Autoimmune diseases


Autoimmune hepatitis (AIH) and sclerosing cholangitis are autoimmune diseases, that means that the body attacks its own cells. In other words, the liver is attacked by antibodies produced by the body.

Autoimmune hepatitis is more common in girls. The diagnosis is made based on a liver biopsy and on blood analyses that will reveal abnormal liver counts and the presence of certain antibodies in the blood. Treatment consists in slowing down the patient’s immune system in order to reduce the inflammation of the liver and thus to minimise the risks of cirrhosis in the long term. In general, immunosuppressive drugs such as prednisone and azathioprine (Imurek®) are administered.

Sclerosing cholangitis (PSC-primary sclerosing cholangitis) is more frequent in boys. It can be associated with inflammatory diseases of the intestine (Crohn’s disease, rectocolitis). The diagnosis is also established based on a liver biopsy and blood analyses (liver tests and tests for the presence of auto-antibodies). Imaging techniques are used as well in order to look for a dilation of the bile ducts (beading). In contrast to autoimmune hepatitis, sclerosing cholangitis does not respond to immunosuppressive drugs (steroids, azathioprine). So a wait-and-see attitude is adopted trying to avoid the complications of cholestasis: deficiency in fat-soluble vitamins and bone fragility. Due to an increased risk of cancer of the bile ducts, sclerosing cholangitis often is an indication for transplant.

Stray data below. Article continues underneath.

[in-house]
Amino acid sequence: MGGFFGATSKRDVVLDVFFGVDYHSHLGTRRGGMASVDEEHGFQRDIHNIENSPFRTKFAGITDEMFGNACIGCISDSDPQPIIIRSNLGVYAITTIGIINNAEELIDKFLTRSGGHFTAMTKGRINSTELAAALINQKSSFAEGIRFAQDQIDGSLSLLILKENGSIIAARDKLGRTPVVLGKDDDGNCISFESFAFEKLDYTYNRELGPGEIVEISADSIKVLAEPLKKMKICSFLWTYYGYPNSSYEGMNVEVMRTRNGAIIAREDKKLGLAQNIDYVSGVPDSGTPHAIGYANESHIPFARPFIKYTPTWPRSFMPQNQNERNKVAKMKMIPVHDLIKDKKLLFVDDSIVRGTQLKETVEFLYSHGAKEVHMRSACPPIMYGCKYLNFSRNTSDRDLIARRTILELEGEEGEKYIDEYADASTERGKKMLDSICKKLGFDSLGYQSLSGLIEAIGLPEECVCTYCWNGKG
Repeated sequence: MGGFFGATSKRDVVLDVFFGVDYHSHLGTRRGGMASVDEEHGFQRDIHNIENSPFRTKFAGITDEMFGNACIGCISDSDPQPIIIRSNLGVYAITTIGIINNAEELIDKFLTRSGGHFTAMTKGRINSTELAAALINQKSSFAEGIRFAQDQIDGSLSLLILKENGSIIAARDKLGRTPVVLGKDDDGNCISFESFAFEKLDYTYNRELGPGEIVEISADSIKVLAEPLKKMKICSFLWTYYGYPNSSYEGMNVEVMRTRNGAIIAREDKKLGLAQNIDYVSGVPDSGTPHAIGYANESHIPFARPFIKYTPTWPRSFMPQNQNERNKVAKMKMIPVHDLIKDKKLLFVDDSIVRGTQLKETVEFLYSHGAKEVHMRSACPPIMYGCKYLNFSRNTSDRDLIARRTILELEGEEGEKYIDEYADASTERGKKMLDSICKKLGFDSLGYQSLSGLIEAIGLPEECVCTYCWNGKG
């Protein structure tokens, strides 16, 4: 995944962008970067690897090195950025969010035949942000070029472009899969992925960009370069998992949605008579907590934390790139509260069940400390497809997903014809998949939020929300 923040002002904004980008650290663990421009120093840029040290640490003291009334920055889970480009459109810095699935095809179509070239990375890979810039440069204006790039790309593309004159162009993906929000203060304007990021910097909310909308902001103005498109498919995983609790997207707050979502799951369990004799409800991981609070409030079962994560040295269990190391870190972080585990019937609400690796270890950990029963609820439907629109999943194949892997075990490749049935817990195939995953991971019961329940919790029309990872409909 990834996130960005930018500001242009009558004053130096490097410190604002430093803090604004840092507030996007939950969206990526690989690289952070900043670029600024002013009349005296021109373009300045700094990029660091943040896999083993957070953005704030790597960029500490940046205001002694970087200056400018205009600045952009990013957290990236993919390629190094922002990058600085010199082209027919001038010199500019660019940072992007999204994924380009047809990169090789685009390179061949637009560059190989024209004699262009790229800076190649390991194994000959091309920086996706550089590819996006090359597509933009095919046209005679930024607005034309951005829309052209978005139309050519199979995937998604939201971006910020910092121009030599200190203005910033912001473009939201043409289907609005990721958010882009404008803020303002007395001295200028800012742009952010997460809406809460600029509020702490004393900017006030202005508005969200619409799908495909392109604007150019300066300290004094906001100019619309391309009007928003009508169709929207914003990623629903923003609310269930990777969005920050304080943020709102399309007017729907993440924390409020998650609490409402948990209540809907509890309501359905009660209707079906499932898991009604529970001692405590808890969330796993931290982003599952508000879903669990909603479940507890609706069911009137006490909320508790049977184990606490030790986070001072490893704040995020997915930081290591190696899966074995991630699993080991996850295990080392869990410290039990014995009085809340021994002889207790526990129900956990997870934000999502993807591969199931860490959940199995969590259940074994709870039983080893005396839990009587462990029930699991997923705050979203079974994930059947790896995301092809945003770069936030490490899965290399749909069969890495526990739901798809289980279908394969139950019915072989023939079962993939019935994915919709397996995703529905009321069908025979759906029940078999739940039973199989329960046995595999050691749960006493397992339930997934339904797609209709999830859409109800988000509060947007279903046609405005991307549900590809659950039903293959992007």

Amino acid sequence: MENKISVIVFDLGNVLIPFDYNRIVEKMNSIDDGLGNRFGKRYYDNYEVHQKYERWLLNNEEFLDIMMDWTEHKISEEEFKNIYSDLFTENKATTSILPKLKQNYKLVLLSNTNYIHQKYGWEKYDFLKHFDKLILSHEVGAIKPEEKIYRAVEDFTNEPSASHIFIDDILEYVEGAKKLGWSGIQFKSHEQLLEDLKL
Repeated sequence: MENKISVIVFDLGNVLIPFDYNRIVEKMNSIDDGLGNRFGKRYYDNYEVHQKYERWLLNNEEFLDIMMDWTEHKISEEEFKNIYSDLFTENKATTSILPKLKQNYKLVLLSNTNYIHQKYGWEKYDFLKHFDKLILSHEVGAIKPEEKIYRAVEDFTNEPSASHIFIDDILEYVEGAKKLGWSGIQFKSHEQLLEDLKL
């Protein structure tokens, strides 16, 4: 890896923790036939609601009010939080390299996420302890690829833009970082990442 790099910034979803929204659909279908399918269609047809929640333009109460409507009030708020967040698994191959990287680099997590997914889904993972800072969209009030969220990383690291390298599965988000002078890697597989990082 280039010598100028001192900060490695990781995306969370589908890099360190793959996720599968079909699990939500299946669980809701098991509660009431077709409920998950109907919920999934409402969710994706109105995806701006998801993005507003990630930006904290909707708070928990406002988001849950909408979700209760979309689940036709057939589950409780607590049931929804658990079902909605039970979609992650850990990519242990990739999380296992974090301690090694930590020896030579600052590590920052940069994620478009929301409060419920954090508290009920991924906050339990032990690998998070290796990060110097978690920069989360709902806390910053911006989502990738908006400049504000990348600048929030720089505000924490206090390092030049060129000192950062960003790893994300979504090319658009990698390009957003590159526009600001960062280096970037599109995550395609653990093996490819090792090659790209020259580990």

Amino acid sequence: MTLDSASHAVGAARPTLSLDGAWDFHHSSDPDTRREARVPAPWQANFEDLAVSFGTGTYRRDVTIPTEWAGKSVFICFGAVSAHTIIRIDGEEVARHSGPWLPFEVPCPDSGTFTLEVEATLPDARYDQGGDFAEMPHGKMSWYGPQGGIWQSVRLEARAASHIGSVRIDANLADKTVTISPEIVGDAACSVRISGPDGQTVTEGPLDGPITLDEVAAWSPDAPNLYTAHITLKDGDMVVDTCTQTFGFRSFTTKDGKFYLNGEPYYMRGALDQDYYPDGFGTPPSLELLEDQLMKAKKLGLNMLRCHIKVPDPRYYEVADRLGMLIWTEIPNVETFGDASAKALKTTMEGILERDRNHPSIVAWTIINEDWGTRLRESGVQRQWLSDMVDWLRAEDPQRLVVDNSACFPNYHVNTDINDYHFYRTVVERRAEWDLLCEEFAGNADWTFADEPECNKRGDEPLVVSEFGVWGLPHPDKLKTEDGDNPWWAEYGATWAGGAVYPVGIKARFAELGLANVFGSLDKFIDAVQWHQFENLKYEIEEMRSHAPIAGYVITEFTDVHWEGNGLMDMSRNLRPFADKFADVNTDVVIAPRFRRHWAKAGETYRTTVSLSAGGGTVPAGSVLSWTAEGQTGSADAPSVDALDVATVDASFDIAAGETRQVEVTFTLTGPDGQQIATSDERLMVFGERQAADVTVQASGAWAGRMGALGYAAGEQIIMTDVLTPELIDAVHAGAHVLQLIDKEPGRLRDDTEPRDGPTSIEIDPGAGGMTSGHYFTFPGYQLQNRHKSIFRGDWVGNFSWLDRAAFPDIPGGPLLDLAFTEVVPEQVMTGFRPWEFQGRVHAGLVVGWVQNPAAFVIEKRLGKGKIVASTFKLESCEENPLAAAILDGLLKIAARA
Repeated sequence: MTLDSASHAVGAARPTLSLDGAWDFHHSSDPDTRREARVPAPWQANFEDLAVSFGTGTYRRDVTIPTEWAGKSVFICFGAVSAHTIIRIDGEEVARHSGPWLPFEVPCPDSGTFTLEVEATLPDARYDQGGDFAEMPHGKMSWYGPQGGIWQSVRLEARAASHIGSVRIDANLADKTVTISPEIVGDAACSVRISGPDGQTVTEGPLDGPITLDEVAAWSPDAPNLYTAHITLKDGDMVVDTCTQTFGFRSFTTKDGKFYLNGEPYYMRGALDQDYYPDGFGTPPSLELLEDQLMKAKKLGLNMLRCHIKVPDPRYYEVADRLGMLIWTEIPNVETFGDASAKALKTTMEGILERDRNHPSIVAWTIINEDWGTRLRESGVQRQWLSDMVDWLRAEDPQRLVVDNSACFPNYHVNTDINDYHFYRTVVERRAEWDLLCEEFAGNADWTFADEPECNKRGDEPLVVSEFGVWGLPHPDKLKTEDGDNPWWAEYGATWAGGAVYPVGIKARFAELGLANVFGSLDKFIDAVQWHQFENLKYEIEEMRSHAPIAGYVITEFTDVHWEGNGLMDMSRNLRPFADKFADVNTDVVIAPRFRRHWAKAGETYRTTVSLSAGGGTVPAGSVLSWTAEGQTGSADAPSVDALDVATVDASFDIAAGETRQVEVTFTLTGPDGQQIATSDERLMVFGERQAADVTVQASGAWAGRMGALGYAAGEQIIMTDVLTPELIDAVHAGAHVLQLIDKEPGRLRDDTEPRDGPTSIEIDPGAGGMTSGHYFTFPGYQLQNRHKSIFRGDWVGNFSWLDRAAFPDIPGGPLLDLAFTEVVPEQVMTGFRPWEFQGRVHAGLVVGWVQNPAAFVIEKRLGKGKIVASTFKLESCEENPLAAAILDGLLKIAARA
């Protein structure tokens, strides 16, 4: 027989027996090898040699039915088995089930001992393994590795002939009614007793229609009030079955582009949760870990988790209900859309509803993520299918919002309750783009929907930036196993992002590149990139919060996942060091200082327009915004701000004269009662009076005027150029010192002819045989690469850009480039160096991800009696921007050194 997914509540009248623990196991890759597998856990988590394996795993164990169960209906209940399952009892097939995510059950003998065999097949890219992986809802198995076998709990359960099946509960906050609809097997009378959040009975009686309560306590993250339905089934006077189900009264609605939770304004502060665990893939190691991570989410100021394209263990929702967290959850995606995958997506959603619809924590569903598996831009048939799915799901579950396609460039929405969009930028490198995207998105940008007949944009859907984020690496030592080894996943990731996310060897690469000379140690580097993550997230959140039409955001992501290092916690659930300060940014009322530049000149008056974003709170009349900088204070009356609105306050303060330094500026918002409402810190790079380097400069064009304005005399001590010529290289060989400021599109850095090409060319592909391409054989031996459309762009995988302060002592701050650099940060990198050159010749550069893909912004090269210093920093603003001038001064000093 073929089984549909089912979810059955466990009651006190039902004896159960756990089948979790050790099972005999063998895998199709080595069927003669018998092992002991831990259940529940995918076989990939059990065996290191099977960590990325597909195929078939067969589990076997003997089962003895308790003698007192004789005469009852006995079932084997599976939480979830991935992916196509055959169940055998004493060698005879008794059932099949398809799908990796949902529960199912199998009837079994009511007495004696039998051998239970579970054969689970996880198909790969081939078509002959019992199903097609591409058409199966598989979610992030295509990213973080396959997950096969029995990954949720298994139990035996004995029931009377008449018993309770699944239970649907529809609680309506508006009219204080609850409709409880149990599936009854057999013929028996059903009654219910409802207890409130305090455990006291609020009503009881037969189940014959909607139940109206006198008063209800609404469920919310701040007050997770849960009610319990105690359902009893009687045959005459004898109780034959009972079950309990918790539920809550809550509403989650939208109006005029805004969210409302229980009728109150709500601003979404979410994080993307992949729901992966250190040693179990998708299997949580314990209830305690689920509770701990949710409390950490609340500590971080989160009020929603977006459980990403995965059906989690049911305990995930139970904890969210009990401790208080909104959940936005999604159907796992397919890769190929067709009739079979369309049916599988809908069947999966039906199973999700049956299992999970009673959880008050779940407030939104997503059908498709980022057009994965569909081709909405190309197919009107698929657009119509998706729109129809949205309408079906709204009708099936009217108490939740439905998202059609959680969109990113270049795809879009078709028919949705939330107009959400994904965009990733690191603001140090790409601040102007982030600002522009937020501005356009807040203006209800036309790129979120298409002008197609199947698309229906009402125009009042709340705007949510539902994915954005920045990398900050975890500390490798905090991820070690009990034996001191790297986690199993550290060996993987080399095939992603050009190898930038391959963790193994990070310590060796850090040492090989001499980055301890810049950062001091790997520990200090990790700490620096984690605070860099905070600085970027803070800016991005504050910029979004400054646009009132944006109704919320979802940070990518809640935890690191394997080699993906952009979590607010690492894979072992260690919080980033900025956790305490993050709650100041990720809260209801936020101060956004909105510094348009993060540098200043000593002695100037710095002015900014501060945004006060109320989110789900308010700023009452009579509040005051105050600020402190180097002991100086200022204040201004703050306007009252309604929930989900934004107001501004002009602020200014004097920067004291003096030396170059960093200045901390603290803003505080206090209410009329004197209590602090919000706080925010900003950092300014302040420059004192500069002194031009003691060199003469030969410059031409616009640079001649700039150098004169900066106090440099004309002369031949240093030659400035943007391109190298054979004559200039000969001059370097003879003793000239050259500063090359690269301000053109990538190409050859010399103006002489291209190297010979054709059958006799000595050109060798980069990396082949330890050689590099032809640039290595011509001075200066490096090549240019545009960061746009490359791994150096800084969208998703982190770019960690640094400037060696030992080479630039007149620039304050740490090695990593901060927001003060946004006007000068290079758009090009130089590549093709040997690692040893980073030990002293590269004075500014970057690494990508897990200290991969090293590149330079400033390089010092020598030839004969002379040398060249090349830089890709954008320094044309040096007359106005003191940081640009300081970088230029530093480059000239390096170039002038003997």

In some cases, the child may present an ‘overlap syndrome’. The biopsy shows a picture comprised between the two diseases: the biopsy shows signs of AIH on the one hand and of PSC on the other hand. These children must then be followed up closely in order to limit the side effects of treatment when the drugs fail.

Dr. Valérie McLin